How to distress a brick fireplace

Brick fireplaces have a traditional and elegant look, provided that the brick is still in good condition. Brick breaks down over time, developing a dark appearance from the soot built up on the outside. It also develops cracks and chips that give the fireplace an antique look. Even if your fireplace is still in good shape, it's possible to give it the look of an older fireplace, simply by distressing the brick.

Clean the fireplace with scouring powder and a soft brush. Wipe off the fireplace with a soft cloth and check for any soot stuck to the brick. Dab a piece of modelling clay against the brick, removing all traces of soot and dust or leftover debris.

Pour a small amount of acrylic primer in a paint tray. Apply the primer directly to the brick, using a paint roller for a smooth and even coating. Use a paintbrush to paint primer around any untouched areas and to give the brick a smooth coat of primer.

Paint the fireplace with acrylic paint, once the primer completely dries. Paint over the brick, using a roller first, and then use the paintbrush to paint any gaps or cracks in the fireplace. Apply more coats until you achieve the colour you want, letting the previous coat dry first.

Rub fine-grade sandpaper on the brick, removing a small amount of paint. Vary the depth and speed of your sanding, to create a distressed look. Use steel wool to rub larger pieces of paint away from the fireplace. The steel wool creates a rougher look than the sandpaper.

Apply paint stripper or turpentine to the brick, using it on random areas of the brick. Dip a soft cloth in cool water and wipe away the liquid. Depending on how long you leave the paint stripper on, it either removes some of the paint layers or exposes the brick underneath.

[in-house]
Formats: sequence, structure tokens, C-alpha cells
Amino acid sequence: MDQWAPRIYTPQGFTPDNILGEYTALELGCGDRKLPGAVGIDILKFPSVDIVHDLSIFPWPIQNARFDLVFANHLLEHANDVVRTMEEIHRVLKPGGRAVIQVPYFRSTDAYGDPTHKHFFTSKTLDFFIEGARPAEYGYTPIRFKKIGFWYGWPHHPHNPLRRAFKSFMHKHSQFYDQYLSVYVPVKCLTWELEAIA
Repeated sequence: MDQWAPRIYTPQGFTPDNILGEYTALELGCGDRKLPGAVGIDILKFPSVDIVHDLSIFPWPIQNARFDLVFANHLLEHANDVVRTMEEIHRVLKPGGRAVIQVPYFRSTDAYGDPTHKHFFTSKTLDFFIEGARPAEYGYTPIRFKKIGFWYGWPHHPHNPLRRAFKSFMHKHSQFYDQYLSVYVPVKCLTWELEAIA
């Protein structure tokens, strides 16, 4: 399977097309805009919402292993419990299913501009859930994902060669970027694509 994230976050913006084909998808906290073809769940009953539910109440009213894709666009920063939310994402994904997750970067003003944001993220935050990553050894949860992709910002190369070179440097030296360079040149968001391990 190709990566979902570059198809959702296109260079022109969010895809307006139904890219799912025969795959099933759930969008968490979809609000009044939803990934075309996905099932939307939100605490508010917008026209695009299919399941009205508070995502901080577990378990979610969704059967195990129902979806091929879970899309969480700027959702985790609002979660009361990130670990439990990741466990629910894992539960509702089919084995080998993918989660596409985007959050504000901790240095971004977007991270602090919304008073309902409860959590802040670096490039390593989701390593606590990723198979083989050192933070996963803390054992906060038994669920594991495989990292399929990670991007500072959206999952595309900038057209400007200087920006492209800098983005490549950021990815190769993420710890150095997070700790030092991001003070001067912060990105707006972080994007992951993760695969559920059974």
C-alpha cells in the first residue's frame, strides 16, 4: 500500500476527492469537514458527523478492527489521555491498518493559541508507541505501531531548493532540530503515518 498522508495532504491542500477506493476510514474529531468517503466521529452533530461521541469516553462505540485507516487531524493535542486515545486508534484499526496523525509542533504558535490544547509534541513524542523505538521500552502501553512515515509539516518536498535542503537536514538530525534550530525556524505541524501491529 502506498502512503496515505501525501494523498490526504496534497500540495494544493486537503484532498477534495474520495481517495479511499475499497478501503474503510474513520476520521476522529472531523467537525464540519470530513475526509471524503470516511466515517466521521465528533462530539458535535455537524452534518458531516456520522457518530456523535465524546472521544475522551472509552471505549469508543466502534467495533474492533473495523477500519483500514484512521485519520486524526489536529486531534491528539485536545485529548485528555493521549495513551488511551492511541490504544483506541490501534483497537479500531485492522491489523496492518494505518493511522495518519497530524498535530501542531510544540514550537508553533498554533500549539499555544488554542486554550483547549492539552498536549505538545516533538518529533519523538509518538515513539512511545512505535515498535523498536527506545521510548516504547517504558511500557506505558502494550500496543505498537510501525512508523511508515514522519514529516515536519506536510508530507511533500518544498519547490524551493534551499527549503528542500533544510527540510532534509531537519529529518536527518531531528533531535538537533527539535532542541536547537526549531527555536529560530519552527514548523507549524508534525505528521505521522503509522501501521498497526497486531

Protect the area around the fireplace, covering the floor with a tarp and taping old newspaper to the wall. This keeps the paint from splashing around the fireplace. For a different look, apply one coat of paint, let dry and then apply a coat of paint in a different shade. When you distress the brick, some of the first paint coat shines through.

Things You'll Need

  • Scouring powder
  • Soft brush
  • Soft cloth
  • Modelling clay
  • Acrylic primer
  • Paint tray
  • Roller
  • Paintbrush
  • Acrylic paint
  • Fine-grade sandpaper
  • Steel wool
  • Paint stripper
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About the Author

Jennifer Eblin has been a full-time freelance writer since 2006. Her work has appeared on several websites, including Tool Box Tales and Zonder. Eblin received a master's degree in historic preservation from the Savannah College of Art and Design.